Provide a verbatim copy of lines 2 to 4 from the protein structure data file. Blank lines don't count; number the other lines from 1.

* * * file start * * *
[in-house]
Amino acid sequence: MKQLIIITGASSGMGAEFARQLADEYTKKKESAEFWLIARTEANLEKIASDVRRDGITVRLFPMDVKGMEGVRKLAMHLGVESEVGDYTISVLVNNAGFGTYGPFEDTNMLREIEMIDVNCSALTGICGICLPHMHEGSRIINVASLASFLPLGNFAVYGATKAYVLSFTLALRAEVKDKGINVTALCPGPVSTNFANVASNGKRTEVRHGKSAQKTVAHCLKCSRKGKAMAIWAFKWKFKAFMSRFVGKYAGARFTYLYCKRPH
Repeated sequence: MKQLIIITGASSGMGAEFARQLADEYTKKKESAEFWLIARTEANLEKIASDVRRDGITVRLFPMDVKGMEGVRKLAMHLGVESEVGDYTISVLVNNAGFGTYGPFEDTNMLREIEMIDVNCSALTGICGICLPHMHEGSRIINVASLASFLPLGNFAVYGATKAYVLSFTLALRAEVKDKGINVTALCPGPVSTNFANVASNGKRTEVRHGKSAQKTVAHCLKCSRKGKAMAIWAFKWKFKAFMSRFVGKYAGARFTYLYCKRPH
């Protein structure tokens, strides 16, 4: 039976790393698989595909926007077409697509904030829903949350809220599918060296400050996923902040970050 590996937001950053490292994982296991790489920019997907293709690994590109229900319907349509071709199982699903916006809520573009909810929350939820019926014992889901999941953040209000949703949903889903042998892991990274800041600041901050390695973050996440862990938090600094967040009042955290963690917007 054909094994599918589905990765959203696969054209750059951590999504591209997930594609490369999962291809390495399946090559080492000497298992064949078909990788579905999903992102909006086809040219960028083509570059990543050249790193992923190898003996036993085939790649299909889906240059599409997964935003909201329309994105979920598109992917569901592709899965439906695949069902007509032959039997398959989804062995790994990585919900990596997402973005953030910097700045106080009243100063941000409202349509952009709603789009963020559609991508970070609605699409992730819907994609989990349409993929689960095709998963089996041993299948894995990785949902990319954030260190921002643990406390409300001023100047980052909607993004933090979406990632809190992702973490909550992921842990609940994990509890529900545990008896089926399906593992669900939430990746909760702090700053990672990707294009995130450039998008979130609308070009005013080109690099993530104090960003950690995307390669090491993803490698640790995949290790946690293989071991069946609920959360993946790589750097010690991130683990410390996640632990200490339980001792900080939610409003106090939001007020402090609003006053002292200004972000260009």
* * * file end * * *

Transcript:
Amino acid sequence: MKQLIIITGASSGMGAEFARQLADEYTKKKESAEFWLIARTEANLEKIASDVRRDGITVRLFPMDVKGMEGVRKLAMHLGVESEVGDYTISVLVNNAGFGTYGPFEDTNMLREIEMIDVNCSALTGICGICLPHMHEGSRIINVASLASFLPLGNFAVYGATKAYVLSFTLALRAEVKDKGINVTALCPGPVSTNFANVASNGKRTEVRHGKSAQKTVAHCLKCSRKGKAMAIWAFKWKFKAFMSRFVGKYAGARFTYLYCKRPH
Repeated sequence: MKQLIIITGASSGMGAEFARQLADEYTKKKESAEFWLIARTEANLEKIASDVRRDGITVRLFPMDVKGMEGVRKLAMHLGVESEVGDYTISVLVNNAGFGTYGPFEDTNMLREIEMIDVNCSALTGICGICLPHMHEGSRIINVASLASFLPLGNFAVYGATKAYVLSFTLALRAEVKDKGINVTALCPGPVSTNFANVASNGKRTEVRHGKSAQKTVAHCLKCSRKGKAMAIWAFKWKFKAFMSRFVGKYAGARFTYLYCKRPH
């Protein structure tokens, strides 16, 4: 039976790393698989595909926007077409697509904030829903949350809220599918060296400050996923902040970050 590996937001950053490292994982296991790489920019997907293709690994590109229900319907349509071709199982699903916006809520573009909810929350939820019926014992889901999941953040209000949703949903889903042998892991990274800041600041901050390695973050996440862990938090600094967040009042955290963690917007 054909094994599918589905990765959203696969054209750059951590999504591209997930594609490369999962291809390495399946090559080492000497298992064949078909990788579905999903992102909006086809040219960028083509570059990543050249790193992923190898003996036993085939790649299909889906240059599409997964935003909201329309994105979920598109992917569901592709899965439906695949069902007509032959039997398959989804062995790994990585919900990596997402973005953030910097700045106080009243100063941000409202349509952009709603789009963020559609991508970070609605699409992730819907994609989990349409993929689960095709998963089996041993299948894995990785949902990319954030260190921002643990406390409300001023100047980052909607993004933090979406990632809190992702973490909550992921842990609940994990509890529900545990008896089926399906593992669900939430990746909760702090700053990672990707294009995130450039998008979130609308070009005013080109690099993530104090960003950690995307390669090491993803490698640790995949290790946690293989071991069946609920959360993946790589750097010690991130683990410390996640632990200490339980001792900080939610409003106090939001007020402090609003006053002292200004972000260009």